Strassman

Note: This review is from 2005

Review by Steve Bennett

Ventriloquist David Strassman brings some slick Vegas glamour and showmanship to shabby old Edinburgh.

Standing in front of a full cartoonish set depicting his  puppet workshop, he brings out the most impressive cast of  dummies you might  ever hope to see. They are the full Jim Henson workshop deal, rich in exquisite detail with fully animated features.

Yet for all the lavish accoutrements, the show is let down by a flat script. Perhaps just a small proportion of the thousands of dollars spent on high-tech gadgetry might have gone towards a writer.

After all, you can always see such impressive animatronics at Disneyland – only there you get to ride Space Mountain, too.

The lacklustre script is especially disappointing because Strassman is obviously an incredibly talented act. He’s created a range of great characters, from the foul-mouthed Chuck to the  dim-but-adorable Ted E Bear and has the vocal dexterity to have four voices chatting away to each other.

What’s more, he’s so sharp with his banter – which, as is compulsory in these ironic times, makes much reference to the ridiculousness of the ventriloquist’s art – he can even get cynical grown-ups to join in with all his silly dolly games.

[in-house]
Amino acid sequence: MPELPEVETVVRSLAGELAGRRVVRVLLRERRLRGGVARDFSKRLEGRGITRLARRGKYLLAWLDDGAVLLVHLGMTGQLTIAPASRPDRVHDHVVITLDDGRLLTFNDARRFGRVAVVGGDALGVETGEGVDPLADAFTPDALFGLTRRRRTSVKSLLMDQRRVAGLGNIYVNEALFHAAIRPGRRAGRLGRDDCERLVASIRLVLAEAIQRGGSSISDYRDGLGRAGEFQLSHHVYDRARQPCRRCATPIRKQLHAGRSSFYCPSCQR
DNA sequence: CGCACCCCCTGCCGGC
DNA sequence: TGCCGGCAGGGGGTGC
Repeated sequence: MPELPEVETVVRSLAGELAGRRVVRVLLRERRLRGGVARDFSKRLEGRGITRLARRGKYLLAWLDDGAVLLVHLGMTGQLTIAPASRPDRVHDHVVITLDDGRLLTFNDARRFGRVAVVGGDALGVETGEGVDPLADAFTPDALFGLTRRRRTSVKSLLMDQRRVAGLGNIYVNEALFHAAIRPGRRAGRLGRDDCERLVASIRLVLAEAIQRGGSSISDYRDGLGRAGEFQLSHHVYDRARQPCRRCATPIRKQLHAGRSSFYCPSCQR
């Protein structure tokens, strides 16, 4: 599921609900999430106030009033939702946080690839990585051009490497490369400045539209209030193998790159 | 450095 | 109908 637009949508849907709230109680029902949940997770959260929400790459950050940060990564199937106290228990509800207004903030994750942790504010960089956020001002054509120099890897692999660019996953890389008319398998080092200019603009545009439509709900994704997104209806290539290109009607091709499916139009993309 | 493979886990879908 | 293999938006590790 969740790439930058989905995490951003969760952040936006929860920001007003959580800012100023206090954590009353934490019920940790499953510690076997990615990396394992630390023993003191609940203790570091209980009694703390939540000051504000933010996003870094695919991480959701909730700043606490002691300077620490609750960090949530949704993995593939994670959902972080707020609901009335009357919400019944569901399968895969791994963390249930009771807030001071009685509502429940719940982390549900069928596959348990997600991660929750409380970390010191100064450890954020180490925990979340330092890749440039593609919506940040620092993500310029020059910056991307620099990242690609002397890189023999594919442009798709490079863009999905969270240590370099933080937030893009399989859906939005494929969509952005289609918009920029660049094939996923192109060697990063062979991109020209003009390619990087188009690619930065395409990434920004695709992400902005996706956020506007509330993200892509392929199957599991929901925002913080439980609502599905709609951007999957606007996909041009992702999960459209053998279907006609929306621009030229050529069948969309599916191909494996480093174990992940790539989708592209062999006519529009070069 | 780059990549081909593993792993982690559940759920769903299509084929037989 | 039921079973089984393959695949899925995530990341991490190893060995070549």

Yet when, for instance, an alien is introduced that must have cost the budget of several stand-up shows rolled into one, all he can do is do is obvious gags about Uranus. Not everything’s quite so predictable, and there are a few sharp exchanges between the vent and his alter egos, but it does indicate a dullness in comic thinking. Many lines fell flat, after which he implored the audience to react, but they were just being discerning.

Other characters include the first beaver stand-up comedian – well, since Tarby at least – who engages in vaudevillian banter with Strassman; and a new one, a robotic woman, who simply doesn’t get laughs at all, as chips and diodes just don’t have the intrinsic appeal of his cuddlier creations.

There’s a lot of coming and going with these guys, and the applause to get them on and  off becomes tiring, especially when they – or rather Strassman – has done little to deserve  them.

Something of a story loosely links the individual pieces: Chuck wants to leave Strassman for another ventriloquist and, out of frustration ends up taunting him about the schizophrenia that requires him to talk to him.

One final thing elevates the evening, even if it’s too late: The animatronic operatic dinosaurs that Strassman uncovers at the encore. Pure theme park again, but actually quite sweet and wonderful.

Review date: 1 Jan 2005
Reviewed by: Steve Bennett

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